This week for our outdoor hour the boys and I checked out snakes. We brought home a handful of books from our local libraries and read some interesting facts about snakes. We looked at dozens of photos in those books and those of the snakes that are listed as native.
Snakes that are native to the area are;
- Rattlesnakes. Enough said. For that very snake we did not go poking around in the Canyon to find snakes. We leave rattlers alone.
- Gopher snakes. Gopher snakes gain much respect too, as they have a mock rattle to scare away predators. It works.
- Rubber snakes...the boys & I found these to be quite interesting b/c they really look rubbery.
- Snakes are cold blooded, which means they have no control over their internal temperature. So in order to keep warm they lie in the sun or on sun-warmed rocks. Snakes have to get warm enough just to eat or move.
- Snakes shed their skin as they grow. The shedding starts at their mouth, the skin peels off over their body and they wriggle out of their old skin.
- Snakes are carnivorous. Meat eaters. Some snakes are egg eaters. They eat the eggs, crack them and eat the nutritious meat of the egg. Then they spit out the shell.
We read billions of new things, then the next day we took a field trip to our local pet shop to get a better look at some real live snakes. This proved to be an interesting visit. Both the gals that were working in the shop were happy to let us look at the snakes but not interested (loathed & hated) in snakes, therefore, our list of questions that we brought went unanswered. They were, however, willing to unlock the cage so I pulled out a ball python for the boys to touch and hold. I didn't get any photos, as I was doing the handling. :)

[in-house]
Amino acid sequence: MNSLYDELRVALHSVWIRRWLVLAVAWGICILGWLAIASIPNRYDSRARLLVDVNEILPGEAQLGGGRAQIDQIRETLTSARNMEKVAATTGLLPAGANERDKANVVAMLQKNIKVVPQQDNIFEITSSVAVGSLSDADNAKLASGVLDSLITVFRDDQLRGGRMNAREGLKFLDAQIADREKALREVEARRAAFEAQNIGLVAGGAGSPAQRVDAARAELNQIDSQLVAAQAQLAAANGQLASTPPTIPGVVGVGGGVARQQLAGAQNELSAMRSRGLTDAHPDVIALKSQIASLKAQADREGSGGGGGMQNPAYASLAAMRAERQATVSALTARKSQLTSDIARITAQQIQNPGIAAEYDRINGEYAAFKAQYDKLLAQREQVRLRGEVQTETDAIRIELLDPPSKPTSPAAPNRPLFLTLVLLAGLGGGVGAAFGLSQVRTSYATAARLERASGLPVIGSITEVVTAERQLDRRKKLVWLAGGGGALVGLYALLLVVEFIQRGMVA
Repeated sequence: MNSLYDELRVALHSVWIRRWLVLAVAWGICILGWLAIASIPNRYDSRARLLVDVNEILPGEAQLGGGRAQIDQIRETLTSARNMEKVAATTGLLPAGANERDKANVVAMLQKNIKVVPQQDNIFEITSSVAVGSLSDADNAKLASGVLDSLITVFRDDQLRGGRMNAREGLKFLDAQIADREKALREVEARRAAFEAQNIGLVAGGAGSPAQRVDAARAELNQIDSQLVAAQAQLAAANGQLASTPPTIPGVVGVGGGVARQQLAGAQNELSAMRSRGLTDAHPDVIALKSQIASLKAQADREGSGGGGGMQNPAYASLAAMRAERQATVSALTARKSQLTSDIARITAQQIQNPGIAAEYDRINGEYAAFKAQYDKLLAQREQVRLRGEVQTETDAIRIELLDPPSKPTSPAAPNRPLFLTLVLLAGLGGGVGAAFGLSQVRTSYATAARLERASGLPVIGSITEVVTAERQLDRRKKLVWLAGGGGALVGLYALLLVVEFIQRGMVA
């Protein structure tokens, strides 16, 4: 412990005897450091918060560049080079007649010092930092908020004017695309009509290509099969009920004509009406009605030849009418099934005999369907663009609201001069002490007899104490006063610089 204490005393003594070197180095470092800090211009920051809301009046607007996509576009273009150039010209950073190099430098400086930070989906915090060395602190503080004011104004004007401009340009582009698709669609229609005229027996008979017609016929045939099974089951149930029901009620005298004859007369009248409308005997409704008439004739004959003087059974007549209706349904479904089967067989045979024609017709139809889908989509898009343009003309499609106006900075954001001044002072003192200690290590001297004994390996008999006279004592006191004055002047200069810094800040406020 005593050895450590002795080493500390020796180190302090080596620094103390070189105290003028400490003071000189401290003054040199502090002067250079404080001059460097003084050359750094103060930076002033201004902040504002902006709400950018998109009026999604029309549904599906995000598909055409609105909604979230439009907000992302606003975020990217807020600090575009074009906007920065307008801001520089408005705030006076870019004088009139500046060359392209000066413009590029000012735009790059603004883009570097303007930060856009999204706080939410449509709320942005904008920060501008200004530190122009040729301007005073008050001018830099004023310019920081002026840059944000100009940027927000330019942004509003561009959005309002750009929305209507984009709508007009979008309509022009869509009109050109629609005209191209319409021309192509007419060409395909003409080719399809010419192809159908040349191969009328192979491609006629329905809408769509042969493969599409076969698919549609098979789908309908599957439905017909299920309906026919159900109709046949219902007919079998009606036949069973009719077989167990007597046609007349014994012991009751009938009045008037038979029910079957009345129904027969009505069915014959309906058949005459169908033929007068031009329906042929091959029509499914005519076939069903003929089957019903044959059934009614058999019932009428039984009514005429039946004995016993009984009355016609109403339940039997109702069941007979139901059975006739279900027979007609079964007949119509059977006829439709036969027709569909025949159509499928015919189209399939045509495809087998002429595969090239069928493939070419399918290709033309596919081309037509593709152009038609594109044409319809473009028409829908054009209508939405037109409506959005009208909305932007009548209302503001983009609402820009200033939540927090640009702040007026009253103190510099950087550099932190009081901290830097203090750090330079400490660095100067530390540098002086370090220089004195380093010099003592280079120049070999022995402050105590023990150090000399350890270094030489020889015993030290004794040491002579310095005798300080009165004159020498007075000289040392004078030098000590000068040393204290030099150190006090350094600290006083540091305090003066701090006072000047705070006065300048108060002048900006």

The most interesting things we learned in the pet shop were;
- "I thought that snakes weren't slimy!" Joey said. Snakes are so soft and smooth that they can feel and appear slimy. But they aren't. They're smooth and dry.
- Pythons, even babies that are a a foot long, squeeze their prey to kill it before they unlock their jaws to swallow their food in a single "bite."
LOOKING. Why we're looking.....
I'm starting to see why it's important for us to be doing this hour. The art of observation.
Little boys, little sweet-two year old boys are incredible observers. I think it has much to do with their inquisitive nature, and the fact that they're down low to the ground and not moving too fast. But big kids...they move so fast. Teaching these bigger ones to slow down and observe...and what to look for is so important. Now that we've been taking some time to observe, the boys are naturally starting to slow down and observe nature themselves, pointing out lichens and birds, identifying flowers and types of rock. I love when a boy comes screaming in the door, "Mom! We found a bumble bee! I know it was a bumble bee because it had little pollen pockets on his legs!"
Today life has a hard pull on people to stay indoors. This is the other great part of the Outdoor Hour for us. We are encouraged to get outside for just a bit, and it usually leads to more time outside. Being outdoors is so important. Connecting with God through His creation never gets old and He reveals Himself through nature. Creating competition with technology and lethargy is the work that this hour can accomplish. I'd encourage you to join us with Barb at Handbook of Nature Study for her Outdoor Hour.